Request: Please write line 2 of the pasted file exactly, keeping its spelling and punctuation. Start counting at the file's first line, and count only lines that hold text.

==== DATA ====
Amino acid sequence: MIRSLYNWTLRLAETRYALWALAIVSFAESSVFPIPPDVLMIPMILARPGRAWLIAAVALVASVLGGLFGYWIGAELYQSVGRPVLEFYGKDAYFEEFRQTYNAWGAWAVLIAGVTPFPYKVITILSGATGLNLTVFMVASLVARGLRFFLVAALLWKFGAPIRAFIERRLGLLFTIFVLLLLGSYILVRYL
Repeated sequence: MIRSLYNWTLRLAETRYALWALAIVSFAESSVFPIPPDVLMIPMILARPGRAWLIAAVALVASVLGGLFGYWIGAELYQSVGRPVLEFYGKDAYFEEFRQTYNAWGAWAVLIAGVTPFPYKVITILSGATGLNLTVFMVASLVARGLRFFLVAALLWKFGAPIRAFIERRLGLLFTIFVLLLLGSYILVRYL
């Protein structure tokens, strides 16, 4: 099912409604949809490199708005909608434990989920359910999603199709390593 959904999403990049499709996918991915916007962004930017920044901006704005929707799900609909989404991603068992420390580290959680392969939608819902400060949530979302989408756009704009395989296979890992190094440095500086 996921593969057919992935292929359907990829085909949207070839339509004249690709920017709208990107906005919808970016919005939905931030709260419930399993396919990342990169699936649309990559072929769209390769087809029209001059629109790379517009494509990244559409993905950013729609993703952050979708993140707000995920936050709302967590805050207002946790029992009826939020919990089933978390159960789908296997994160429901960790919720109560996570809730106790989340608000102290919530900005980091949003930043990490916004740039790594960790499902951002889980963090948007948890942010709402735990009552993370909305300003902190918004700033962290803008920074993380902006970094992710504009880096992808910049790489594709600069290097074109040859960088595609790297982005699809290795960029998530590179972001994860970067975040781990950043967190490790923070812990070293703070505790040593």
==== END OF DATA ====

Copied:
Repeated sequence: MIRSLYNWTLRLAETRYALWALAIVSFAESSVFPIPPDVLMIPMILARPGRAWLIAAVALVASVLGGLFGYWIGAELYQSVGRPVLEFYGKDAYFEEFRQTYNAWGAWAVLIAGVTPFPYKVITILSGATGLNLTVFMVASLVARGLRFFLVAALLWKFGAPIRAFIERRLGLLFTIFVLLLLGSYILVRYL